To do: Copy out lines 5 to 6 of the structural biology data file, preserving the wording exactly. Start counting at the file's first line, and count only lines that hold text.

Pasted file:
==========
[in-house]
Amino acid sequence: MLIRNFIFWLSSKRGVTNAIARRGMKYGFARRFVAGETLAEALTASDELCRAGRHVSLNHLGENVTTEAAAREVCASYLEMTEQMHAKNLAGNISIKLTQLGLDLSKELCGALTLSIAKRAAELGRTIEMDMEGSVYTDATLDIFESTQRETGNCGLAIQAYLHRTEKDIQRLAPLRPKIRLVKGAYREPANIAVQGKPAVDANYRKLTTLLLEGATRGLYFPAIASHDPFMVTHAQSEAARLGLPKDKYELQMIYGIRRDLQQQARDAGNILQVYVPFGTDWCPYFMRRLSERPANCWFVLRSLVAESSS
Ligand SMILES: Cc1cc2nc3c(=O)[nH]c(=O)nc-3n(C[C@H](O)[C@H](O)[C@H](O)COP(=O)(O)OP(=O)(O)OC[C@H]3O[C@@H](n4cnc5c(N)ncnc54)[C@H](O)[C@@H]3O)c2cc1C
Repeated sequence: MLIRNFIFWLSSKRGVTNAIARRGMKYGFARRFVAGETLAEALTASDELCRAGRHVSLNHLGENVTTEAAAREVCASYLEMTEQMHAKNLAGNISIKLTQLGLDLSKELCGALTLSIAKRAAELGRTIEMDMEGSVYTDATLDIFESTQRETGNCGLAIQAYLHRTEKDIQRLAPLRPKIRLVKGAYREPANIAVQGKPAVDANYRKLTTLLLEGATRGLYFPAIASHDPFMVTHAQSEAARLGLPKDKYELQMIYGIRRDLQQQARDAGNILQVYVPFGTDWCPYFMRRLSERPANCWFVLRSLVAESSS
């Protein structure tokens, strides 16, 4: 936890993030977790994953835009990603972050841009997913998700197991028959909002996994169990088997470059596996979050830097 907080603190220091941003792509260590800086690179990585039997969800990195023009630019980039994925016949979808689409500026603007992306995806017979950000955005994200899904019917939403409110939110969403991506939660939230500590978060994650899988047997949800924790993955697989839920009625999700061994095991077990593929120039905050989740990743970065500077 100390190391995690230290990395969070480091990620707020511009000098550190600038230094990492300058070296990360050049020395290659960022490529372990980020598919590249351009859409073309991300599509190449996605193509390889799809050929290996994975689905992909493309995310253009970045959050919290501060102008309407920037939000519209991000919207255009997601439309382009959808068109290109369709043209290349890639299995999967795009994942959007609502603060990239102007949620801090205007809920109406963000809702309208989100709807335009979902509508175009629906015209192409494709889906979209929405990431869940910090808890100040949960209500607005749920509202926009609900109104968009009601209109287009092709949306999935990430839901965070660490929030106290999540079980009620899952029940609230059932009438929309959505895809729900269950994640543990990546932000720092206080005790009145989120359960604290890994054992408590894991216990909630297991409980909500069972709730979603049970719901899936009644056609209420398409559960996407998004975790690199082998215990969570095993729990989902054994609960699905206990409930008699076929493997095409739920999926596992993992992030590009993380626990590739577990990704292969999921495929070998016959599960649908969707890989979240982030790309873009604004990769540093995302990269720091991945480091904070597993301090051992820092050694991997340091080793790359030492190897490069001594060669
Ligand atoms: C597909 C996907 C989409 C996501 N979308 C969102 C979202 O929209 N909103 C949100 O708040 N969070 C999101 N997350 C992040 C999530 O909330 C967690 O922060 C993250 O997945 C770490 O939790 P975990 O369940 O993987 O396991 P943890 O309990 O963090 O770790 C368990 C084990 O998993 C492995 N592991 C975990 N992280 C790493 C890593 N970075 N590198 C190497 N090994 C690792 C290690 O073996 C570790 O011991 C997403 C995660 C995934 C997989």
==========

């Protein structure tokens, strides 16, 4: 936890993030977790994953835009990603972050841009997913998700197991028959909002996994169990088997470059596996979050830097 907080603190220091941003792509260590800086690179990585039997969800990195023009630019980039994925016949979808689409500026603007992306995806017979950000955005994200899904019917939403409110939110969403991506939660939230500590978060994650899988047997949800924790993955697989839920009625999700061994095991077990593929120039905050989740990743970065500077 100390190391995690230290990395969070480091990620707020511009000098550190600038230094990492300058070296990360050049020395290659960022490529372990980020598919590249351009859409073309991300599509190449996605193509390889799809050929290996994975689905992909493309995310253009970045959050919290501060102008309407920037939000519209991000919207255009997601439309382009959808068109290109369709043209290349890639299995999967795009994942959007609502603060990239102007949620801090205007809920109406963000809702309208989100709807335009979902509508175009629906015209192409494709889906979209929405990431869940910090808890100040949960209500607005749920509202926009609900109104968009009601209109287009092709949306999935990430839901965070660490929030106290999540079980009620899952029940609230059932009438929309959505895809729900269950994640543990990546932000720092206080005790009145989120359960604290890994054992408590894991216990909630297991409980909500069972709730979603049970719901899936009644056609209420398409559960996407998004975790690199082998215990969570095993729990989902054994609960699905206990409930008699076929493997095409739920999926596992993992992030590009993380626990590739577990990704292969999921495929070998016959599960649908969707890989979240982030790309873009604004990769540093995302990269720091991945480091904070597993301090051992820092050694991997340091080793790359030492190897490069001594060669
Ligand atoms: C597909 C996907 C989409 C996501 N979308 C969102 C979202 O929209 N909103 C949100 O708040 N969070 C999101 N997350 C992040 C999530 O909330 C967690 O922060 C993250 O997945 C770490 O939790 P975990 O369940 O993987 O396991 P943890 O309990 O963090 O770790 C368990 C084990 O998993 C492995 N592991 C975990 N992280 C790493 C890593 N970075 N590198 C190497 N090994 C690792 C290690 O073996 C570790 O011991 C997403 C995660 C995934 C997989």